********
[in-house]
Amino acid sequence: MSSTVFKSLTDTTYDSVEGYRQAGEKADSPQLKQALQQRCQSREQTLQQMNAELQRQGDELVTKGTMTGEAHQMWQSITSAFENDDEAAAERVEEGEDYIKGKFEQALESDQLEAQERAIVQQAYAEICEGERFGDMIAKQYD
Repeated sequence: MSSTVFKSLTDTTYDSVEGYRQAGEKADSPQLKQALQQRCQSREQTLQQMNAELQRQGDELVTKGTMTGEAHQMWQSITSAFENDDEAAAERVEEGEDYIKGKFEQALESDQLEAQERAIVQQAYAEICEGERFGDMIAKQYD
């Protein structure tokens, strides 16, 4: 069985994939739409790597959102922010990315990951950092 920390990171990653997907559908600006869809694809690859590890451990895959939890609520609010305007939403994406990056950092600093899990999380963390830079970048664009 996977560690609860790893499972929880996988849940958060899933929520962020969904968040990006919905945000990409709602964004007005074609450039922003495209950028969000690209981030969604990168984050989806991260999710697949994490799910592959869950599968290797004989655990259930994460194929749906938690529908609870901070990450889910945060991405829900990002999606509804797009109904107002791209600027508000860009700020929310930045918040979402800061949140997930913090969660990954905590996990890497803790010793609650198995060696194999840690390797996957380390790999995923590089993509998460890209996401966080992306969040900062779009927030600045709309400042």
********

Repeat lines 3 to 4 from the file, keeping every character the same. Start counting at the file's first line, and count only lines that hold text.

Repeated sequence: MSSTVFKSLTDTTYDSVEGYRQAGEKADSPQLKQALQQRCQSREQTLQQMNAELQRQGDELVTKGTMTGEAHQMWQSITSAFENDDEAAAERVEEGEDYIKGKFEQALESDQLEAQERAIVQQAYAEICEGERFGDMIAKQYD
């Protein structure tokens, strides 16, 4: 069985994939739409790597959102922010990315990951950092 920390990171990653997907559908600006869809694809690859590890451990895959939890609520609010305007939403994406990056950092600093899990999380963390830079970048664009 996977560690609860790893499972929880996988849940958060899933929520962020969904968040990006919905945000990409709602964004007005074609450039922003495209950028969000690209981030969604990168984050989806991260999710697949994490799910592959869950599968290797004989655990259930994460194929749906938690529908609870901070990450889910945060991405829900990002999606509804797009109904107002791209600027508000860009700020929310930045918040979402800061949140997930913090969660990954905590996990890497803790010793609650198995060696194999840690390797996957380390790999995923590089993509998460890209996401966080992306969040900062779009927030600045709309400042």